Rare is the story of a successful reinvention of an established restaurant. And yet, that is exactly the tale that is told about Boka, the first of the Boka Restaurant Group, thanks to Chef Lee Wolen.
When Chef Wolen became Chef/Partner at Boka, the restaurant was already 10 years old. In a city like Chicago, where the options for food are always new and endless, a restaurant that’s even two or three years old usually gets relegated to “neighborhood classic” and sticks to what it knows. A restaurant like Boka, with its rich Michelin-starred history, needn’t have sought to redefine itself. And then came Wolen.
Chef Wolen turned the concept of fine dining on its head, by making Boka a place where fine dining and family vibes co-exist. Whether you’re in sweats and dining by yourself at the bar or dolled up ready for white table cloths, immaculate plating, and a night out, Boka captures the ideal balance for any moment without ever making you or others feel out of place. The experience that you are looking for, whatever it may be, is the experience you get at Boka. This magician’s trick of Chef Lee’s has doubled Boka’s numbers year over year and continued to hold its place of high honor on the Michelin list.
“Boka is my home,” Chef Wolen shrugged modestly. In fact, despite being Chef of the Year and a Michelin list favorite, everything about Chef Wolen is modest. Almost painfully shy, he prefers being behind the scenes in his element. “I don’t cook for my ego. I cook to make people happy.”
There was a moment during our chat where I happened to mention I’m not a big fan of eggs whereas my mother will only ever want to order omelets. After he got over his shock at my egg-aversion, Chef Wolen couldn’t help himself. “I’m going to make you an omelet. You don’t have to like it, just try it.” And before I could say another word, he scurried into the kitchen and stood there making the most decadent omelet I had ever laid eyes on. The smoothest, most perfectly folded omelet made with the finest cheeses and truffle shavings sat before me within minutes.
Listen, when you stuff anything with enough gruyere cheese and truffles, it’s going to make me happy. That omelet made me super happy, but the fact that it was made with so much love and devotion from one of Chicago’s most awarded chefs is what really had me smiling through the night. Chef Wolen cares.
It’s easy to see that Boka means more to Chef Wolen than just a part of his career. “We have a weird family [at the restaurant]. The people here really love each other. There’s a lot of loyalty. My sous chefs have worked with me for five and six years. Boka has had the same manager for all 13 years.”
Which brings him to reflecting on what he thinks the most important aspect of success is, “Genuine people providing genuine service is important. As important as the food.”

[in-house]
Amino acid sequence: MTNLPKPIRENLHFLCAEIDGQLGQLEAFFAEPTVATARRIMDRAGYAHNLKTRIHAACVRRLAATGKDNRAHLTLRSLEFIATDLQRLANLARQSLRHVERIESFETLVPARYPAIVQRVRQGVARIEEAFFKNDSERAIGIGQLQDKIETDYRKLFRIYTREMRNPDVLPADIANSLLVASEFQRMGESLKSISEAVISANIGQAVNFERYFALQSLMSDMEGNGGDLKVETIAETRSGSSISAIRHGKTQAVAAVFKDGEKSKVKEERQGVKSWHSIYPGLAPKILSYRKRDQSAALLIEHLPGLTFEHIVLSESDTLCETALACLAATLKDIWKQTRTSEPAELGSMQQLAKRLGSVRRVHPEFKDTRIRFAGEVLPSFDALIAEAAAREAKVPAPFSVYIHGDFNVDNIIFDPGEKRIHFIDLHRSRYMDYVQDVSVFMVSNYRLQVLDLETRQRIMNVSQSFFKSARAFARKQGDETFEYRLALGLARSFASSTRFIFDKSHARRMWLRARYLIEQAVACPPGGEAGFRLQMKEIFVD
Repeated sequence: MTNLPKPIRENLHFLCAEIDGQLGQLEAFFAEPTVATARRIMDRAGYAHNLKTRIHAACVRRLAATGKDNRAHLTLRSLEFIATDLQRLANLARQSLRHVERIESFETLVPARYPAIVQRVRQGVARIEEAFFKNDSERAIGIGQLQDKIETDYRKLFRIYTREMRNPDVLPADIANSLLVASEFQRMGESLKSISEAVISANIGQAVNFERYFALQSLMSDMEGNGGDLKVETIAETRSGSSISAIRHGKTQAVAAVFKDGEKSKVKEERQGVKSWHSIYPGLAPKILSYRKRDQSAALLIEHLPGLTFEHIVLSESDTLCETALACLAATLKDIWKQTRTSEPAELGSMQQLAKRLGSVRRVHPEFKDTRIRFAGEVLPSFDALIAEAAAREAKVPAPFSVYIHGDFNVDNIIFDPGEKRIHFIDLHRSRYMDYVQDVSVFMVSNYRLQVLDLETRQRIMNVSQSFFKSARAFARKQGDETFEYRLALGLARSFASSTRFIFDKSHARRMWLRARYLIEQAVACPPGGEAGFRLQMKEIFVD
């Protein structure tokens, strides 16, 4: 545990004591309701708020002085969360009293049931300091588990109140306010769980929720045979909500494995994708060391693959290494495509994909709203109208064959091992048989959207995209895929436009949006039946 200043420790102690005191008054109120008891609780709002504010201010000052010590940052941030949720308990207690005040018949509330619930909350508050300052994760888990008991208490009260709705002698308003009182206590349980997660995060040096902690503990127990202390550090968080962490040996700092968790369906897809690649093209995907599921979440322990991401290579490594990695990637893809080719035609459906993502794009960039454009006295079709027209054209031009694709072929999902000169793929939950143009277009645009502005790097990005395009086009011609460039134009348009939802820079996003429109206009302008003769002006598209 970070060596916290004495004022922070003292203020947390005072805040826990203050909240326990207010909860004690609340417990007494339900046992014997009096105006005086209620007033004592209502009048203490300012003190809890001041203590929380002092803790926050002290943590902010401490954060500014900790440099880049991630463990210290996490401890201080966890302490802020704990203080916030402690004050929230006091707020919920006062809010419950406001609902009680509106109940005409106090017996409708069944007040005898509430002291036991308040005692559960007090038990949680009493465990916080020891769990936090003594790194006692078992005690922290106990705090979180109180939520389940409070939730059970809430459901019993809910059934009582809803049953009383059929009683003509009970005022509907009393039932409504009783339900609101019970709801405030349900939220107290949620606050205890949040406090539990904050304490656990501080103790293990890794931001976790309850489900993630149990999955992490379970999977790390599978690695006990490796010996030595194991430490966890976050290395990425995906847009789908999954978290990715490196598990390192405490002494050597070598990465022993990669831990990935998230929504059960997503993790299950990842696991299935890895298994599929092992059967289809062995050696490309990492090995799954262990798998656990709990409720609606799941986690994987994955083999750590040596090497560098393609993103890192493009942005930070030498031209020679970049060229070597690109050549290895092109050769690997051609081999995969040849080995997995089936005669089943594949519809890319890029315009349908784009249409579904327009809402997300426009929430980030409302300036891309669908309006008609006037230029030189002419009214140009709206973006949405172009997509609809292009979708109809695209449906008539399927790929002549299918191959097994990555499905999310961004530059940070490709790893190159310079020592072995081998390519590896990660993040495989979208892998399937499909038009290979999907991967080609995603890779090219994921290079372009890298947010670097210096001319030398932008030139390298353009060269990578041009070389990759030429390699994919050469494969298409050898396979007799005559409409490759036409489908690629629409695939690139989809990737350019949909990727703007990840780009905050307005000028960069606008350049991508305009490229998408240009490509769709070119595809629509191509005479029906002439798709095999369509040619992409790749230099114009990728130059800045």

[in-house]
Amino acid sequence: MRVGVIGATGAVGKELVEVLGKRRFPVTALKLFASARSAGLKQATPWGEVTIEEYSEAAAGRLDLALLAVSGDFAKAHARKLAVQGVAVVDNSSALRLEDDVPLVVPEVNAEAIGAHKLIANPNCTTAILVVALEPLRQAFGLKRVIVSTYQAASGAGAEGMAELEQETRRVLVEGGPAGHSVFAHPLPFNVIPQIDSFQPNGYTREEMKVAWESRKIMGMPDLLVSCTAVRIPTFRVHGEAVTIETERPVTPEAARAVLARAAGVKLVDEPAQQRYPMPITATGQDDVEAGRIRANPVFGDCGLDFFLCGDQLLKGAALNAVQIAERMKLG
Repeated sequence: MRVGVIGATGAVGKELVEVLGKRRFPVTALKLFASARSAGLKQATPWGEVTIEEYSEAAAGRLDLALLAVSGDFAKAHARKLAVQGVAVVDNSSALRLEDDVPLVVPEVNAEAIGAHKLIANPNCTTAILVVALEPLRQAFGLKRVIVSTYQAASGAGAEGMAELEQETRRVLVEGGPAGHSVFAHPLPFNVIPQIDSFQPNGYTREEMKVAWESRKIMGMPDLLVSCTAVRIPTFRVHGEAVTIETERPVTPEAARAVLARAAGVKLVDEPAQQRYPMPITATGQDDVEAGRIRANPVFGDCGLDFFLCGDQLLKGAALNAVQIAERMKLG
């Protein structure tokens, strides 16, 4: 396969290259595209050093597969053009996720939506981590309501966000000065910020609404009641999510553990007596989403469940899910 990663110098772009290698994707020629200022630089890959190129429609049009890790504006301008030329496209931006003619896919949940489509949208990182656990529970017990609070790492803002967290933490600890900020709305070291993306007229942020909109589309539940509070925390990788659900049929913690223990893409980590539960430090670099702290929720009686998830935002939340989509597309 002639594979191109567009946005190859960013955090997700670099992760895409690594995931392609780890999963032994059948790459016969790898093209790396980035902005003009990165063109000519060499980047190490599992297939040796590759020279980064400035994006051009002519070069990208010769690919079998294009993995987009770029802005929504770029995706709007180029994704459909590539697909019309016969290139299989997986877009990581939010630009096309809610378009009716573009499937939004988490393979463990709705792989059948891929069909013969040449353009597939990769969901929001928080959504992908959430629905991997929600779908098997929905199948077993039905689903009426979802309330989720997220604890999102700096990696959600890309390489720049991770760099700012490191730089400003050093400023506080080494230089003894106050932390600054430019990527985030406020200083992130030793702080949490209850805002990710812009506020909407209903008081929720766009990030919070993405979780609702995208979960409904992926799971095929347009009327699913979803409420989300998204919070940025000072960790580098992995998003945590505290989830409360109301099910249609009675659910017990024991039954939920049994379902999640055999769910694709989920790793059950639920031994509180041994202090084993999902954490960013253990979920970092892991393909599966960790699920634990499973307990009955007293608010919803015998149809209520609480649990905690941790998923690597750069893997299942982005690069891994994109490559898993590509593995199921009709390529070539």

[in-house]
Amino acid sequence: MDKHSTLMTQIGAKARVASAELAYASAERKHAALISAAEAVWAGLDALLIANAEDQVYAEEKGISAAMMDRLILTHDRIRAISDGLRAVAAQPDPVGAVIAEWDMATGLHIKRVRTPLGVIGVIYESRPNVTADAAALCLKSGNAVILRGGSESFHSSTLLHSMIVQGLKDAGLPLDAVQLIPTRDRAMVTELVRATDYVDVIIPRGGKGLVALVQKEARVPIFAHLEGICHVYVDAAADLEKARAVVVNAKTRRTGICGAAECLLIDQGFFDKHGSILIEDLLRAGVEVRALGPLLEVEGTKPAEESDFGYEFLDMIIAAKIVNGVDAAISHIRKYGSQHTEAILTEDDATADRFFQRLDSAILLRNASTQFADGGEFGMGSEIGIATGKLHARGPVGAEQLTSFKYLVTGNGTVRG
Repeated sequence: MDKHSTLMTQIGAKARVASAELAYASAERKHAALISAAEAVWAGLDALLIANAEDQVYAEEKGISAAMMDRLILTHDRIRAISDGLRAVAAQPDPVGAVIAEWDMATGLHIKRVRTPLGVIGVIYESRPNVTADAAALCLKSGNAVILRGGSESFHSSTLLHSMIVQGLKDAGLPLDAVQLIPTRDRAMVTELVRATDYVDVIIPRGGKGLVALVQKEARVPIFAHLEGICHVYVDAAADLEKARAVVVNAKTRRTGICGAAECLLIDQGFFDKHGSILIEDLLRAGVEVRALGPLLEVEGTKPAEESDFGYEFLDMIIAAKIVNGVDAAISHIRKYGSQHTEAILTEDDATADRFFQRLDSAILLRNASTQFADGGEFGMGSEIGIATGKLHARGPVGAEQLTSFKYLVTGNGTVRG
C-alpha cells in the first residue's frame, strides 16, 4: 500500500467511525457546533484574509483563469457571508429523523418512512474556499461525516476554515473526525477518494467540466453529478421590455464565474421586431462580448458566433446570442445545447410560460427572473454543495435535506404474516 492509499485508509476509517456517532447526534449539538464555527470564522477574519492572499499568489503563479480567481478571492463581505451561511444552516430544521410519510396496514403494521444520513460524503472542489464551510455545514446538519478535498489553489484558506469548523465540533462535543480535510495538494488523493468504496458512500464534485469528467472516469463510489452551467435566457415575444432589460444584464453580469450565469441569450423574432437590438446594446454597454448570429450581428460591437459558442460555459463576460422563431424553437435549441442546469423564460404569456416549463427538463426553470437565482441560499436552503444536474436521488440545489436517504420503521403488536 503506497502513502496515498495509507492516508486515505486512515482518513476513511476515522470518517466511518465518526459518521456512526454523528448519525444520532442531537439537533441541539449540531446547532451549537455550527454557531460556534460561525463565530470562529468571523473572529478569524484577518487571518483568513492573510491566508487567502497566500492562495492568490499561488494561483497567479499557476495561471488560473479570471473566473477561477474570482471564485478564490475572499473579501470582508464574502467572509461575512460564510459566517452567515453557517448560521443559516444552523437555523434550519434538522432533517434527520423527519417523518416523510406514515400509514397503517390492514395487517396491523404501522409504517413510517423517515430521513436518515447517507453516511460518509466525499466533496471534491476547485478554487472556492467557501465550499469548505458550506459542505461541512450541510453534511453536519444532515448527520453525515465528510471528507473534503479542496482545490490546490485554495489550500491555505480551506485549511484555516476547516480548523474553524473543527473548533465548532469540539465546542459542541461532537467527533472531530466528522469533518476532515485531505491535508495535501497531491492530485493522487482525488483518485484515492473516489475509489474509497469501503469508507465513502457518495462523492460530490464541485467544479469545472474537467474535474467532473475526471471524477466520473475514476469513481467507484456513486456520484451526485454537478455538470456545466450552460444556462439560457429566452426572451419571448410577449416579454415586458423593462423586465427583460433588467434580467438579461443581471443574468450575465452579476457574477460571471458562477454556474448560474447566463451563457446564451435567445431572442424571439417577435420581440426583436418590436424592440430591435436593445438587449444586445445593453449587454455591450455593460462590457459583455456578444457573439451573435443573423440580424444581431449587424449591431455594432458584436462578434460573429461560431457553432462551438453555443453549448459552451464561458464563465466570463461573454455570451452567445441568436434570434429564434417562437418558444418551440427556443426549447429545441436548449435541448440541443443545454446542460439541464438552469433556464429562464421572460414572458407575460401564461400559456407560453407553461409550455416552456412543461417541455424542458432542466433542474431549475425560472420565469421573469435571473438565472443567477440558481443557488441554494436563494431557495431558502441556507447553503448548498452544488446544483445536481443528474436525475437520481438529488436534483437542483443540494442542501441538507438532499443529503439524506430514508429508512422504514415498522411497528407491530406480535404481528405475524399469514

And the trick to having great service is for the leaders to make the house a home. If you pay attention as a diner, you’ll feel it—the tremendous camaraderie between kitchen and service, the genuine smiles, the regulars that come in to this ‘family home’ so often that they have plaques with their names on the bar.
Fine dining restaurants can provide mind-blowing experiences, but few can pull off fine dining and family meal in perfect harmony. It’s all the basis of a successful restaurant group foundation: good people, good food, good leadership.
His love for simple ingredients emanates like none other. “He lives the simple life,” a staff member and long-time friend of Chef Wolen’s mentioned. “His menu ingredients are simple and humble. And then the dish comes out and it’s just stunning.”
This statement was proven over and over again through the course of the evening. Highlights for me included an heirloom carrot appetizer served warm, a staple of the Boka menu, and the broccoli tortellini which I could have eaten all night long.
I was also treated to a preview dish: a whole roasted chicken with exquisitely crisped skin, juicy insides, and a simple jus with veggies all in one big pan. The preview was not for Boka but for Chef Wolen’s next Boka Restaurant Group venture, Somerset, scheduled to open this Fall.
This was the only interview I’ve ever conducted whereby I got to talk to the front of house staff as much as I got to talk to the chef. I spent over four hours getting to know the team, learning about various staff members’ family vacations and hearing hilarious little tidbits about Chef Wolen. It was an entirely new way to look at one of Chicago’s best restaurants.
As for those tidbits about Chef Wolen, here are my top five favorites!
- He’s an only child.
- He hates crowds.
- He’s obsessed with the Cleveland Indians and the Cavs.
- His goal is to one day host Ellen DeGeneres at Boka. Both Chef Wolen and his mother, Geri, are big fans of hers.
Another celebrity diner goal that was already fulfilled was hosting Martha Stewart, which was, of course, fabulous.
- He’s a big Katy Perry fan (“We have a really good work atmosphere in the kitchen. We listen to the radio all day. If I put it on, it’s Lady Gaga,” Chef Wolen admits sheepishly. “Although, I’m a bigger Katy Perry fan.”) but also says that Pink’s concert blew his mind.
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